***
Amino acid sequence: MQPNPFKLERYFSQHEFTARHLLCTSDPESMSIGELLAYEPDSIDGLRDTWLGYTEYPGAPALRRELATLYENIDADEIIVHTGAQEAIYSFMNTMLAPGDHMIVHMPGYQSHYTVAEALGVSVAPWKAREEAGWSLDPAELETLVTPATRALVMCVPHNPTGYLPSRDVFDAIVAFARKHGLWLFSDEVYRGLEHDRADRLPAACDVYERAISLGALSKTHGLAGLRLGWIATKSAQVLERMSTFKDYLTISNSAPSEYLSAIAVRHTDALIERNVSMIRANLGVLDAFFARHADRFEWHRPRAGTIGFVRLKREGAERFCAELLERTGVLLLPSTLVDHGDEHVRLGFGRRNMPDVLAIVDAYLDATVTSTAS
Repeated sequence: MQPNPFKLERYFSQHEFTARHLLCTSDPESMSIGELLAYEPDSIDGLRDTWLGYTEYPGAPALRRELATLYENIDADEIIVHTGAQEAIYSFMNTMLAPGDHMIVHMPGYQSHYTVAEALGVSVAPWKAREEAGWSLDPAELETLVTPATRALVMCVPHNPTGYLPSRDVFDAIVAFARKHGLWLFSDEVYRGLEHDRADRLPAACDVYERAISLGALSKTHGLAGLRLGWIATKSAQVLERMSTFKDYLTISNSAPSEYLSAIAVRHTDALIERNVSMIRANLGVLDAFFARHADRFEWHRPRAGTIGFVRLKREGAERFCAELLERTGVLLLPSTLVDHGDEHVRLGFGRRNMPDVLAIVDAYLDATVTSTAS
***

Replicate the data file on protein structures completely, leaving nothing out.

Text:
Amino acid sequence: MQPNPFKLERYFSQHEFTARHLLCTSDPESMSIGELLAYEPDSIDGLRDTWLGYTEYPGAPALRRELATLYENIDADEIIVHTGAQEAIYSFMNTMLAPGDHMIVHMPGYQSHYTVAEALGVSVAPWKAREEAGWSLDPAELETLVTPATRALVMCVPHNPTGYLPSRDVFDAIVAFARKHGLWLFSDEVYRGLEHDRADRLPAACDVYERAISLGALSKTHGLAGLRLGWIATKSAQVLERMSTFKDYLTISNSAPSEYLSAIAVRHTDALIERNVSMIRANLGVLDAFFARHADRFEWHRPRAGTIGFVRLKREGAERFCAELLERTGVLLLPSTLVDHGDEHVRLGFGRRNMPDVLAIVDAYLDATVTSTAS
Repeated sequence: MQPNPFKLERYFSQHEFTARHLLCTSDPESMSIGELLAYEPDSIDGLRDTWLGYTEYPGAPALRRELATLYENIDADEIIVHTGAQEAIYSFMNTMLAPGDHMIVHMPGYQSHYTVAEALGVSVAPWKAREEAGWSLDPAELETLVTPATRALVMCVPHNPTGYLPSRDVFDAIVAFARKHGLWLFSDEVYRGLEHDRADRLPAACDVYERAISLGALSKTHGLAGLRLGWIATKSAQVLERMSTFKDYLTISNSAPSEYLSAIAVRHTDALIERNVSMIRANLGVLDAFFARHADRFEWHRPRAGTIGFVRLKREGAERFCAELLERTGVLLLPSTLVDHGDEHVRLGFGRRNMPDVLAIVDAYLDATVTSTAS